Last offseason was weird. And not like an entertaining weird, more like a “watch disaster strike before your eyes” kind of weird. Let’s go back and recount to some of the odd happenings.
- Talk of collusion
- Little-to-no market activity before February
- Players that were thought to have received large, multi-year deals sign at a highly reduced cost
- But then Eric Hosmer got $144 million?
- Oh yeah, and 115 wRC+ hitter Neil Walker was offered a minor league deal
The main storyline of last offseason was obviously the notable free agents that waited out for larger contracts, didn’t receive them, and took deals much less than what they were thought to have received. The trend of a diminished money in free agency actually dates back to 2016 though. As the 2018 season approached us back in March, I took data from FanGraphs annual free agency crowdsourcing project and matched every free agent from 2013 on with their actual deals. Adding all the figures up on both sides, I found the accuracy of these crowdsourcing projects for each offseason. The findings went as followed...
In the 2013-14 offseason, the actual money was only 0.49 percent lower than the predicted money. In the 2016-17 offseason it was 23.13 percent lower. Last offseason it was 24.3 percent lower.
The victims of this to no surprise were the actual free agents. Mike Moustakas was predicted to receive 80.7 million, but got six million. Neil Walker was projected to get 35.7 million, but ended up with five million. Among others, Logan Morrison, Jonathan Lucroy, and Carlos Gomez all received less than a third of what their crowdsourced contracts said they would get.
Ironically, the two biggest deals given out last offseason (eight years, 144 million to Eric Hosmer and six years, 126 million to Yu Darvish) did not yield the best early returns, as Darvish continued his injury concerns, pitching in only eight games, and Hosmer put up a -0.1 fWAR in 677 plate appearances.
Right in between those small one-year deals and the two mega-deals given out were two contracts that are currently showing dividends in postseason play. Lorenzo Cain, the would be Brewers leader in fWAR if it weren’t for NL MVP candidate Christian Yelich, and J.D. Martinez, the would be Red Sox leader in fWAR if it weren’t for AL MVP candidate Mookie Betts.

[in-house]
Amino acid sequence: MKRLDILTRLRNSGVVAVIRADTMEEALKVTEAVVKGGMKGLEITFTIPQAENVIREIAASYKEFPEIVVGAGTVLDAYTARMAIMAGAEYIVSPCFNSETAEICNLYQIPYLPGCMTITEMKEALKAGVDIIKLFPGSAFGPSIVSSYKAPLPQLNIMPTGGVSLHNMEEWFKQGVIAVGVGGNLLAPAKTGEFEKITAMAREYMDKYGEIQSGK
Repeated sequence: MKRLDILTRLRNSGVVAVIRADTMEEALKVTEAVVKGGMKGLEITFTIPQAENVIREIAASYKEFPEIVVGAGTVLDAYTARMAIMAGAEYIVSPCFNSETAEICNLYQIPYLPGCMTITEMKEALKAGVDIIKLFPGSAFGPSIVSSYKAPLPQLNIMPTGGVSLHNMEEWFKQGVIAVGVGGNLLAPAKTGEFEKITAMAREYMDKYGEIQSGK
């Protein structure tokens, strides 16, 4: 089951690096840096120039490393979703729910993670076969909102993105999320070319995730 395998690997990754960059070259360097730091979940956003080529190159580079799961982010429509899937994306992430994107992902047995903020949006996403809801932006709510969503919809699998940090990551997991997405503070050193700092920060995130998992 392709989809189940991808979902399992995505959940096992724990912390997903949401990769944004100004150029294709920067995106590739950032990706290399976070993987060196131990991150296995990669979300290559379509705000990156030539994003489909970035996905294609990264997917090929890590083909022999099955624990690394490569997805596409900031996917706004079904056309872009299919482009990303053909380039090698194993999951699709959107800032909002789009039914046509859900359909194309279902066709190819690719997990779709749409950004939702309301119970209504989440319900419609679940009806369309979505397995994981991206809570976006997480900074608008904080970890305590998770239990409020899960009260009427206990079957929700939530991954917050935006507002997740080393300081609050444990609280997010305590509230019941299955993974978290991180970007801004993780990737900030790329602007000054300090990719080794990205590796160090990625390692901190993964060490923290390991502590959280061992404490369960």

Cain, who many (including myself) thought to be the best free agent available, was projected to receive 73.2 million. Going against my current narrative, he actually received more money than that (though his actual AAV was lower than his crowdsourced AAV), inking a five-year, 80 million dollar deal with the Brewers in late January. But his signing does fit my narrative in the sense that he had to wait so long for a deal. In years past, most major free agents are getting their deals closer to the Winter Meetings, as we usually see activity peak throughout December. That wasn’t the case this offseason though, as a lot of the top players available signed past the new year. Teams sat on their hands for months before Cain was signed. Teams that could have used Cain, as several contending teams ranked in the bottom half of center field fWAR this season (Athletics, Cubs, Rockies, Phillies, Mariners, Indians to name a few). It isn’t crazy to think his MVP-caliber season could have made a major difference for a few of these clubs.
Meanwhile, the Brewers added 5.4 fWAR at center field from 2017, jumping 25th to fourth in that department. The Cain signing played a major role in their rise to World Series contention.
Jumping to the Martinez signing, he too didn’t get far off his predicted contract (22.2 million AAV predicted vs 22 million AAV actual). But like Cain, he waited way longer than expected to sign, inking his deal around the time pitchers and catchers were reporting to Spring Training. Name a contending team and you would find that it wouldn’t be too hard to find a place for a 170 wRC+ bat in the lineup.
Last offseason was a unique type of chaos— an uneventful chaos that was frustrating to watch. Now with the ALCS and NLCS upon us, we get to watch the effects of a sedated offseason play out right in front of us.